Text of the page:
New York court lets company contest gagging order over fraud case.
Facebook has been granted an appeal in a groundbreaking privacy case involving data collection and a gagging order against the social network.
Last year the company was forced to hand over data involving 381 people as part of a disability fraud investigation, with a gagging order preventing it from going public on the matter until this summer.
Facebook is asking that the data be returned or destroyed, and has requested a ruling on whether the New York District Attorney’s actions were unlawful under the fourth amendment of the US constitution, which guards against unreasonable search and seizure.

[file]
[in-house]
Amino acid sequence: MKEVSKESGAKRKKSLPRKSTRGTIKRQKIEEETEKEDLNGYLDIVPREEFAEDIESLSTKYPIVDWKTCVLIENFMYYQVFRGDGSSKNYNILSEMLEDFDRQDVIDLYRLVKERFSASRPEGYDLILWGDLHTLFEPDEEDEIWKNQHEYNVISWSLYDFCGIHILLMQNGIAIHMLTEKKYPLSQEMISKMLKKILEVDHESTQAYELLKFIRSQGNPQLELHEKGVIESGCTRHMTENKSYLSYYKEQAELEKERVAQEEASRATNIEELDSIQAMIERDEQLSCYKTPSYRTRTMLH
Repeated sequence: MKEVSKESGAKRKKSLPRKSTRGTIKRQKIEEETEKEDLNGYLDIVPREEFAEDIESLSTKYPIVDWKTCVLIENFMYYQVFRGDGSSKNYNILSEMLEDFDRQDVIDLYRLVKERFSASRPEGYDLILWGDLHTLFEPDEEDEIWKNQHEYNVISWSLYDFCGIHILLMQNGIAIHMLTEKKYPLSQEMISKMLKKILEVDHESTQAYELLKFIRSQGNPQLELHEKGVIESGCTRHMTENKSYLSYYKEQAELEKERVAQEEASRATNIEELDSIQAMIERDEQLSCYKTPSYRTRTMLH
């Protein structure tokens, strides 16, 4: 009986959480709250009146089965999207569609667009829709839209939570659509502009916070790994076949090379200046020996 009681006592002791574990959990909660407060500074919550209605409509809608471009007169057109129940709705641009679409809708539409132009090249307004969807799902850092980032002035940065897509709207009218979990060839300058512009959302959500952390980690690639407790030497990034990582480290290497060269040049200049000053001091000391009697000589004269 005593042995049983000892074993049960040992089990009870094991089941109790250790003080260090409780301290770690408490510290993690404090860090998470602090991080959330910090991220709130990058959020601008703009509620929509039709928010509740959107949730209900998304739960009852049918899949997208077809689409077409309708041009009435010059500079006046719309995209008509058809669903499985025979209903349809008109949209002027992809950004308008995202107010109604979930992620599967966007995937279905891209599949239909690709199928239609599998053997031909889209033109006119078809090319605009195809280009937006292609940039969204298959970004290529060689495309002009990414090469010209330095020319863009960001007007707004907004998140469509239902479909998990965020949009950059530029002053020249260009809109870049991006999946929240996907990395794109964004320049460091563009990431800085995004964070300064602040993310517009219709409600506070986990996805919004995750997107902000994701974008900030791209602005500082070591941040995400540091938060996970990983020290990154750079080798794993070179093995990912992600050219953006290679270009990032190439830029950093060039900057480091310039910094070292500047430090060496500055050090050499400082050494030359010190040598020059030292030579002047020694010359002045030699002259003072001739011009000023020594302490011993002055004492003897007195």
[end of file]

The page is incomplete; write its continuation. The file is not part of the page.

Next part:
It is also contesting the gagging order on the grounds that it violates the first amendment protection of freedom of speech, which is especially broad under American law.
A motion from the likes of Google, Microsoft and Twitter opposing the document seizure was also granted, as was a similar one from smaller firms asking that independent notices be served to individuals involved in data seizure cases to provide them with an opportunity to object.
Neither the District Attorney nor Facebook has commented on the events for now.